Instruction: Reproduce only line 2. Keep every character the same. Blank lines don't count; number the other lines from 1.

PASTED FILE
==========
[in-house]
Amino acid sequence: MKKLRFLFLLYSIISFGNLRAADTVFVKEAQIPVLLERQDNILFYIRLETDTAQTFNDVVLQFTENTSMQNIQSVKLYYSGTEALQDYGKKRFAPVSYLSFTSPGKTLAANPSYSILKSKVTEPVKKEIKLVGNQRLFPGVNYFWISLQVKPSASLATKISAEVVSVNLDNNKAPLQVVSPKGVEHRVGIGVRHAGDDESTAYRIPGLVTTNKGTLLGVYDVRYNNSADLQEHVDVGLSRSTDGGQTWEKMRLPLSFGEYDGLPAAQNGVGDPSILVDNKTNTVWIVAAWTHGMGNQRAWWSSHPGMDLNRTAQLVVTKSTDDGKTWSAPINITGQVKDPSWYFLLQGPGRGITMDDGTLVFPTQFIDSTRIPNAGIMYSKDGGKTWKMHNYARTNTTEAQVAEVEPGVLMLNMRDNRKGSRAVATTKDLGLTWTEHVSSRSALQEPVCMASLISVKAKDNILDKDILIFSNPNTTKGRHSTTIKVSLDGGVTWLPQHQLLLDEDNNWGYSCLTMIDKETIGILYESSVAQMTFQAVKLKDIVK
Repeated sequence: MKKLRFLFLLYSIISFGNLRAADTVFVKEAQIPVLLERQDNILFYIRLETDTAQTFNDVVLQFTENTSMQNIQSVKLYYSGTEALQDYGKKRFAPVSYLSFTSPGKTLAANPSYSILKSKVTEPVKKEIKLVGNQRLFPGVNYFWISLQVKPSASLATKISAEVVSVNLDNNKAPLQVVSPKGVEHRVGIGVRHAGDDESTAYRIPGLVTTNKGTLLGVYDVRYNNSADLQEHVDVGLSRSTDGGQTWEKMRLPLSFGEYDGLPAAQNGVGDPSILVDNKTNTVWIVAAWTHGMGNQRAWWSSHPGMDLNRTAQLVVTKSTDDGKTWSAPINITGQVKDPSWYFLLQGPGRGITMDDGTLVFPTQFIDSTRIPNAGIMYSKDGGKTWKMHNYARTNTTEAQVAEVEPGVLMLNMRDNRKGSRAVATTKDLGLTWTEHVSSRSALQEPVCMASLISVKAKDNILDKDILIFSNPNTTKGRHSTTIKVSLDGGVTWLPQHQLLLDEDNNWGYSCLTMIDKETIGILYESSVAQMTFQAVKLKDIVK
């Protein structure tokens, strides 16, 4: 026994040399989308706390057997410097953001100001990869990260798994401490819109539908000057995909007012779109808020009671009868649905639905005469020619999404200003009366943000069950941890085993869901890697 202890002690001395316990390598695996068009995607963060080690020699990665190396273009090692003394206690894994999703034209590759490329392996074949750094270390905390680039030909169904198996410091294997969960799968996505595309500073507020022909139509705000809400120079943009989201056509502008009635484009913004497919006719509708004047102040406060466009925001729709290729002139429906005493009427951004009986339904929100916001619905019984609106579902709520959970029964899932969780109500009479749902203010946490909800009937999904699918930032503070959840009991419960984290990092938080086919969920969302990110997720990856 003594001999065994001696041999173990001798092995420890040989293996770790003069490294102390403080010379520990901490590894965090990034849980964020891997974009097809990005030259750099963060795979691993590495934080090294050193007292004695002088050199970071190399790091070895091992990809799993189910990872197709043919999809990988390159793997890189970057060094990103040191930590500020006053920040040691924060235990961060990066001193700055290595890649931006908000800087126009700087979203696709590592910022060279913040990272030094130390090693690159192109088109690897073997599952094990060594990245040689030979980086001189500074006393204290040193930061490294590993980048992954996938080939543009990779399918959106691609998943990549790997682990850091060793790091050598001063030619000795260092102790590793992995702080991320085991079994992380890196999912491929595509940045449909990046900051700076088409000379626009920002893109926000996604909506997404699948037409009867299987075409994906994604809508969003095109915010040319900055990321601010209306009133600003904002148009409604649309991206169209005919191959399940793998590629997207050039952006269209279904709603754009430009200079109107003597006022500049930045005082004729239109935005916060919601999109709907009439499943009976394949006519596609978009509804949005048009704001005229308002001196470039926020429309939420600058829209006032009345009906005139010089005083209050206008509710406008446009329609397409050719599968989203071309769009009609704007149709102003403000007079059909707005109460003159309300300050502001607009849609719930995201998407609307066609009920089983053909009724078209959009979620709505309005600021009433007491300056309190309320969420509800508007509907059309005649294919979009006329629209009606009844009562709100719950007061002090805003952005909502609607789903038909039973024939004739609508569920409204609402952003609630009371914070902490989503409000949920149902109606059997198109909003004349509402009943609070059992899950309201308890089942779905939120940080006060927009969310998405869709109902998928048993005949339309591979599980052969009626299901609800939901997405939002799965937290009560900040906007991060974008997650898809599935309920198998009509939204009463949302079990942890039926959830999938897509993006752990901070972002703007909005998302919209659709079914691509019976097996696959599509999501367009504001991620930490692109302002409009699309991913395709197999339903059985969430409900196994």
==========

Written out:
Amino acid sequence: MKKLRFLFLLYSIISFGNLRAADTVFVKEAQIPVLLERQDNILFYIRLETDTAQTFNDVVLQFTENTSMQNIQSVKLYYSGTEALQDYGKKRFAPVSYLSFTSPGKTLAANPSYSILKSKVTEPVKKEIKLVGNQRLFPGVNYFWISLQVKPSASLATKISAEVVSVNLDNNKAPLQVVSPKGVEHRVGIGVRHAGDDESTAYRIPGLVTTNKGTLLGVYDVRYNNSADLQEHVDVGLSRSTDGGQTWEKMRLPLSFGEYDGLPAAQNGVGDPSILVDNKTNTVWIVAAWTHGMGNQRAWWSSHPGMDLNRTAQLVVTKSTDDGKTWSAPINITGQVKDPSWYFLLQGPGRGITMDDGTLVFPTQFIDSTRIPNAGIMYSKDGGKTWKMHNYARTNTTEAQVAEVEPGVLMLNMRDNRKGSRAVATTKDLGLTWTEHVSSRSALQEPVCMASLISVKAKDNILDKDILIFSNPNTTKGRHSTTIKVSLDGGVTWLPQHQLLLDEDNNWGYSCLTMIDKETIGILYESSVAQMTFQAVKLKDIVK